The image below shows the top view of the main PCB of the RE6500. The two RF modules, the Mediatek MT7602 (2.4 GHz 2X2) and Mediatek MT7612 (5 GHz 802.11ac 2 X 2) are located near the bottom. The Mediatek MD7621AT CPU/Ethernet switch is covered by a heatsink.
Linksys RE6500 Main PCB
|CPU||Mediatek MT7621AT WiSoC||MediaTek MT7620A WiSoC||Broadcom BCM4708A or BCM4708A1 (guess)|
|Switch||In Mediatek MT7621AT||Realtek RTL8211E Gigabit Ethernet Transceiver||In BCM4708A|
|RAM||64 MB Etron Tech EM68B16CWQD||64 MB Winbond W9751G6KB DDR2||?|
|Flash||8 MB Macronix MX25L6406E||8 MB Macronix MC25L6406||8 MB|
|2.4 GHz Radio||Mediatek MT7602 2x2 11n||In MT7620A||Broadcom BCM43217 2x2 802.11b/g/n transceiver + unidentified 2.4 GHz
power amps (markings 088649E310)
|5 GHz radio||- Mediatek MT7612 2x2 11ac||- MediaTek MT7610EN 1x1 11ac radio
- Skyworks SE5003L1 5 GHz power amp (x1)
|Broadcom BCM4352KMLG + Skyworks SE5003L1 5 GHz, 23dBm Power Amplifier with Power Detector (x2)|
|Audio||Wolfson WM8960 CODEC WITH CLASS D SPEAKER DRIVER||N/A|
Table 1: Linksys RE6500 key components
There's really not a lot of work to set up the RE6500. The quick start guide instructs you to connect a wireless client to a wireless setup network named Linksys Extender Setup. I used my iPad to connect to the setup network. Immediately, my web browser was re-directed to the RE6500 setup wizard running in the device. If automatic re-direction doesn't work, you can also point your browser to http://192.168.1.1.
After accepting terms and conditions, the RE6500 performs a site survey to find nearby wireless networks. I first selected my 5 GHz network and entered in the WPA key when prompted. The RE6500 verified credentials and then prompted me to select a 2.4 GHz network. After selecting my 2.4 GHz network and entering in the WPA key, the RE6500 verified the credentials and provided a summary screen showing that the setup was complete. The screenshot below shows that the extender setup is complete. (I grayed out my WPA key for security).
Linksys RE6500 Setup complete
A couple of things to note:
- The range extender uses the same SSID and WPA keys for the extended networks as the linked-to network by default. This helps facilitate roaming between the wireless router and the range extender. But it prevents you from being sure that you are connected to the extender and not the base router. You can change the extender SSID, but that requires logging into the router admin, which can be a challenge (see below)
- According to the user guide, you can configure the RE6500 wireless extender using WPS (Wi-Fi Protected Setup). If you choose this method, you'll need to run WPS twice - once for each band. The RE6500 supports both push button and WPS PIN code configuration.
- The setup confirmation screen doesn't provide the IP address of the range extender, which changes depending on the IP scheme of the router it is connected to. And the Linksys doesn't have a URL that is locally resolved like the mywifiextender.net found on NETGEAR extenders.
Instead, the user guide instructs you how to find the RE6500. For Windows Vista, Windows 7 & Windows 8, you can find it in Windows Explorer under the Network Infrastructure section as shown in the screenshot below. Just click on Linksys Range Extender, and you'll be taken to the home page where you can log in with the default credentials. (user name - blank; Password - admin).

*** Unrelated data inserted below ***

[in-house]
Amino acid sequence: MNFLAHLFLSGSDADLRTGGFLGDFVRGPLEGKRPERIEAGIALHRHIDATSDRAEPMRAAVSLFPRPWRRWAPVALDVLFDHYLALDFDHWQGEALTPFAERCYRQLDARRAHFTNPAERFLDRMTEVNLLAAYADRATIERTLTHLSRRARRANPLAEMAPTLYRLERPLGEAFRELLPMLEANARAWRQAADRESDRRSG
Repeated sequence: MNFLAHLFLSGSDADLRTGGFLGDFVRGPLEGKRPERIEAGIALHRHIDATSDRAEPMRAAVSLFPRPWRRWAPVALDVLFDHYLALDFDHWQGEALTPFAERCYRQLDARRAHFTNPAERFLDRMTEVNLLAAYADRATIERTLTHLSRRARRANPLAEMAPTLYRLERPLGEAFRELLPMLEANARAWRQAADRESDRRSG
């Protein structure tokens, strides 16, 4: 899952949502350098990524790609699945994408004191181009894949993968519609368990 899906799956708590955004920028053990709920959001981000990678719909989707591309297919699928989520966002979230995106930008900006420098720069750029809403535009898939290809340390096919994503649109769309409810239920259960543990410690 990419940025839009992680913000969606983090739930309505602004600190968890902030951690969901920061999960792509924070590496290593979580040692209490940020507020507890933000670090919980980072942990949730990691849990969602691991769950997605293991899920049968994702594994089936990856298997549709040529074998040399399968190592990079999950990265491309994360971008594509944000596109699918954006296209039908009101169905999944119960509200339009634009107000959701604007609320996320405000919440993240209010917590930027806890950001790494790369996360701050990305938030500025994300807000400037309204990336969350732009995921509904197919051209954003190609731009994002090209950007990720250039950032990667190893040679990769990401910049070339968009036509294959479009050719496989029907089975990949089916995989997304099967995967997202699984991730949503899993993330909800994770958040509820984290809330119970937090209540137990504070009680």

For Windows XP, you'll either need to install UPnP, or find the IP address the old-fashioned way - find it in you're router's DHCP table or connected client's table. For OSX, Bonjour will discover the RE6500. The screenshot below shows how the RE6500 appeared on my Windows 7 computer.
Windows 7 Explorer finds the RE6500 under Network Infrastructure
When you log into the management page, you'll note the familiar Linksys blue and white design with menus across the top and sub menus on tabs below the top level menus. There's really not much to manage, as the device itself is fairly simple. I did, however, log in and change the wireless network SSIDs so that I could tell whether I was actually connected to the extender.
The one interesting screenshot from the UI was the WLAN Statistics under the Status menu shown below. For the network name, is uses the name of the router's wireless networks - not the name of the extended networks if you have renamed them. There's only top level data available, so you don't really know for sure what's happening on the wireless extender. You can, however, see signal strength and quality for each wireless network. This tool can help you with the placement of the RE6500 in your home, but how many people are ever going to log in to access it?
Linksys RE6500 WLAN Statistics
One unique feature of the RE6500 is the ability to stream music through the analog audio port located on the rear of the device. You need a DLNA compatible source, as noted above, that can stream music to a DLNA player. To test this feature, I connected a pair of powered speakers to the audio jack on the RE6500 and tried my usual DLNA player - Synology's DS-Audio on my iPad. While it isn't on the supported player list for either iOS or Android (there's a DS-Audio version for both platforms), I recalled that the player could stream to other media streamers on the network.
I launched DS-Audio and opened the list of target DLNA streamers on my local network. The screenshot below shows that I selected the Linksys Range Extender. After selecting it, I created a playlist, started the player and was rewarded with music. This could be handy feature if you have your RE6500 located near an entertainment system.